YOUNGSTOWN Inmate violated rules, officials say
One judge denied work release; another granted it.
By PATRICIA MEADE
VINDICATOR CRIME REPORTER
YOUNGSTOWN -- Terrance V. Rudolph has violated work-release privileges and has been accused of terrorizing his ex-girlfriend again, records show.
Friday afternoon, his 20-year-old ex-girlfriend told police he ran her off the road on West Indianola Avenue into a carwash lot. The woman said she tried to avoid conversation about her plans to leave town when he opened her car door for a confrontation.
The woman notified Community Corrections Association, a halfway facility on Market Street, where Rudolph was incarcerated with work-release privileges. She told CCA he had violated a protection order that required him to stay away from her.
Sojourner House, a home for battered women, also notified CCA last week that Rudolph was harassing his ex-girlfriend, records show.
Richard J. Billak, chief executive at CCA, said the facility acted immediately to protect the woman. Billak said he was surprised that Rudolph, based on his history, was granted work release.
History of case
Rudolph, 30, of Mineral Springs Road, was arrested Friday evening at CCA, charged with a probation violation and taken to the Mahoning County jail.
His probation violation hearing is set for March 25 in Mahoning County Common Pleas Court.
On Dec. 6, Rudolph was sentenced in common pleas court for his second domestic violence conviction. Judge R. Scott Krichbaum gave Rudolph two years' probation and ordered him to complete a six-month residential program at CCA, followed by supervised release.
He had beat up his ex-girlfriend April 30, and during the attack, she dropped her 2-month-old daughter. At the time, Rudolph had been in jail for two months, convicted of domestic violence and violating a protection order.
Municipal Judge Elizabeth A. Kobly granted him work release, which she withdrew after his second arrest on domestic violence charges.
On Dec. 11, Rudolph, convicted of violating another protection order three months earlier, was sentenced in common pleas court by Judge Robert G. Lisotto. The sentence imposed mirrored the one imposed by Judge Krichbaum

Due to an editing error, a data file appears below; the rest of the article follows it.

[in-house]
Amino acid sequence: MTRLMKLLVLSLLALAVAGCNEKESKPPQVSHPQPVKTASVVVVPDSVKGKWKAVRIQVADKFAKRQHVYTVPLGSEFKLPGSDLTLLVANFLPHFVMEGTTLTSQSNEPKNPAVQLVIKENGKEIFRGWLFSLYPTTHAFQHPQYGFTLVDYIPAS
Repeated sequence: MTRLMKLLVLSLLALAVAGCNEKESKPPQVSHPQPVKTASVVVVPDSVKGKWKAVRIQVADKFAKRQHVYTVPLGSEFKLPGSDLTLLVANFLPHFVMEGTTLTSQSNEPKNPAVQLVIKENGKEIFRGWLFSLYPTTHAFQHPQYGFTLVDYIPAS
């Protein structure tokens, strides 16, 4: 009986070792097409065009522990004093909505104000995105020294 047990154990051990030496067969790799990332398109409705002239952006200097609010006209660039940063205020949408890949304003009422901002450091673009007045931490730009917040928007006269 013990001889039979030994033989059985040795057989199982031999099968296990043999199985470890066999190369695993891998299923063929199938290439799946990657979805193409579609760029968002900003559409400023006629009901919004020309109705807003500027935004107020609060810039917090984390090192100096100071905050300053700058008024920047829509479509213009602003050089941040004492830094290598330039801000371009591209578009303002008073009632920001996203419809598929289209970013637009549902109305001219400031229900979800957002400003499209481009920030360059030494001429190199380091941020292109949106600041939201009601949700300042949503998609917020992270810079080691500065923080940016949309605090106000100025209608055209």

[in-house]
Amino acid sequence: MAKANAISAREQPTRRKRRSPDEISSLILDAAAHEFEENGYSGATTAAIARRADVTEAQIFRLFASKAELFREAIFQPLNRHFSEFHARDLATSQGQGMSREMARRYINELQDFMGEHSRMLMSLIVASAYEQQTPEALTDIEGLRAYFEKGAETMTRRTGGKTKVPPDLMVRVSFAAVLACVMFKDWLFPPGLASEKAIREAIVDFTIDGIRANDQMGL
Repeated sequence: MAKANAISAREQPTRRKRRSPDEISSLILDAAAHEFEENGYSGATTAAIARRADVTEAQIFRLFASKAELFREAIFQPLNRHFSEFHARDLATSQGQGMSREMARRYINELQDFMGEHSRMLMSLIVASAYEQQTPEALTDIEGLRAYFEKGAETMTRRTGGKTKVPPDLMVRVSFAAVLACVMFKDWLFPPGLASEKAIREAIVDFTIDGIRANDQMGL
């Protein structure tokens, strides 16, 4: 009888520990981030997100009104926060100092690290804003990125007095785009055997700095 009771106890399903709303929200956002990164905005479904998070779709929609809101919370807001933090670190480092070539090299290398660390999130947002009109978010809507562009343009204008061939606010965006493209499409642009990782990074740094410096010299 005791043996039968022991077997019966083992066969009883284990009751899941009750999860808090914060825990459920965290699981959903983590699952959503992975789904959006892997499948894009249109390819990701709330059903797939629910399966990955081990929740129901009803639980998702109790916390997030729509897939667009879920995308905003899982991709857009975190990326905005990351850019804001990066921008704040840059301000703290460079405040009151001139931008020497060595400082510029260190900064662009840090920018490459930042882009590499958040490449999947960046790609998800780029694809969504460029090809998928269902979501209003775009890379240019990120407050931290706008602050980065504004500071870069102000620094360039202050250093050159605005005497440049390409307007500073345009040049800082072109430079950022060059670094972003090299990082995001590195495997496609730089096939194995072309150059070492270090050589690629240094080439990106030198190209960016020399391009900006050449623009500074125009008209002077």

In effect, Rudolph was on double probation.
Rudolph was out on the streets Friday as a result of a motion his lawyer filed with Judge Lisotto on Dec. 20, seeking work-release privileges from CCA.
Lisotto granted the request.
A motion for work-release Rudolph's lawyer also filed Dec. 20 with Judge Krichbaum was denied.
Rudolph was supposed to leave CCA to work at EMS Plumbing & amp; Heating on Southern Boulevard. The owner could not be reached Wednesday.
Last April, as long as Rudolph returned on time to the Mahoning County jail each day after work, no one verified where he'd been.
The flaw in the inmates' work release "honor system," as Sheriff Randall A. Wellington described it, was exposed with Rudolph's arrest on charges of domestic violence, child endangering and violation of a protection order.
After that, CCA began to monitor jail inmates' work release.
Since then, two inmates have been charged with falsifying their work release applications.
One inmate left to work at an address on Belmont Avenue that doesn't exist. Another listed a business on South Avenue that had been closed for two months and, although he did contract work elsewhere, he also went to restaurants with his parents when he left the jail, which is not allowed.